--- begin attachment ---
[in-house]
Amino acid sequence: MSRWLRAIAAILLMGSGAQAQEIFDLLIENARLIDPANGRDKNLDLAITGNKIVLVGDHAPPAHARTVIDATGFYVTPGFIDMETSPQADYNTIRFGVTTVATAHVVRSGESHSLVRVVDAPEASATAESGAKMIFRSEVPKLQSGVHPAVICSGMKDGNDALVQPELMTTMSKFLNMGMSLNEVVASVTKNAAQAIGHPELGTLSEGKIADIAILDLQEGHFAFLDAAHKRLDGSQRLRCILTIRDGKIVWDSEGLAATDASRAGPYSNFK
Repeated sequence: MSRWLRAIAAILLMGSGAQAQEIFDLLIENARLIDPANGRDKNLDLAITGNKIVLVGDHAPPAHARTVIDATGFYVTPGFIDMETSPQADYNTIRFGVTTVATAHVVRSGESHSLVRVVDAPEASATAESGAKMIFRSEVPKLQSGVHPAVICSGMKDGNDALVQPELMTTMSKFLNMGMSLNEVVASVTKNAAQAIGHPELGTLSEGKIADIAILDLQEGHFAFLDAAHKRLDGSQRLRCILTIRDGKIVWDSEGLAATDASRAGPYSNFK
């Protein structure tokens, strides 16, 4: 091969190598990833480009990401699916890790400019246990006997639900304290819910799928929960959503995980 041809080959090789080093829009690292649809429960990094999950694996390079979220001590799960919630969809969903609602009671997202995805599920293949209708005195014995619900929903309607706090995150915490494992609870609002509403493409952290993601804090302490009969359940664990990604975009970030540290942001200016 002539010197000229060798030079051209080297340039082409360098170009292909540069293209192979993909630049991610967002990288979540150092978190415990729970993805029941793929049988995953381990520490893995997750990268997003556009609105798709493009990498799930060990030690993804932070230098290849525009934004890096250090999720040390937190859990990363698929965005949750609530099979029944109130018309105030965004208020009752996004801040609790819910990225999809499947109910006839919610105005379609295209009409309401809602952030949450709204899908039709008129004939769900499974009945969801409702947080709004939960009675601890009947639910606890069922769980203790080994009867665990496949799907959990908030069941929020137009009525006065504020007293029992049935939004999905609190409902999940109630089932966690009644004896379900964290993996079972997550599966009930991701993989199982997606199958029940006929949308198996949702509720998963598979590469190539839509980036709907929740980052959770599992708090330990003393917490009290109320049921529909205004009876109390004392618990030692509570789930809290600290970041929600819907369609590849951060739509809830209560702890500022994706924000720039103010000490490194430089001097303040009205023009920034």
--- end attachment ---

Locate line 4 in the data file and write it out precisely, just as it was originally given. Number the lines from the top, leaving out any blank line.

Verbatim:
């Protein structure tokens, strides 16, 4: 091969190598990833480009990401699916890790400019246990006997639900304290819910799928929960959503995980 041809080959090789080093829009690292649809429960990094999950694996390079979220001590799960919630969809969903609602009671997202995805599920293949209708005195014995619900929903309607706090995150915490494992609870609002509403493409952290993601804090302490009969359940664990990604975009970030540290942001200016 002539010197000229060798030079051209080297340039082409360098170009292909540069293209192979993909630049991610967002990288979540150092978190415990729970993805029941793929049988995953381990520490893995997750990268997003556009609105798709493009990498799930060990030690993804932070230098290849525009934004890096250090999720040390937190859990990363698929965005949750609530099979029944109130018309105030965004208020009752996004801040609790819910990225999809499947109910006839919610105005379609295209009409309401809602952030949450709204899908039709008129004939769900499974009945969801409702947080709004939960009675601890009947639910606890069922769980203790080994009867665990496949799907959990908030069941929020137009009525006065504020007293029992049935939004999905609190409902999940109630089932966690009644004896379900964290993996079972997550599966009930991701993989199982997606199958029940006929949308198996949702509720998963598979590469190539839509980036709907929740980052959770599992708090330990003393917490009290109320049921529909205004009876109390004392618990030692509570789930809290600290970041929600819907369609590849951060739509809830209560702890500022994706924000720039103010000490490194430089001097303040009205023009920034």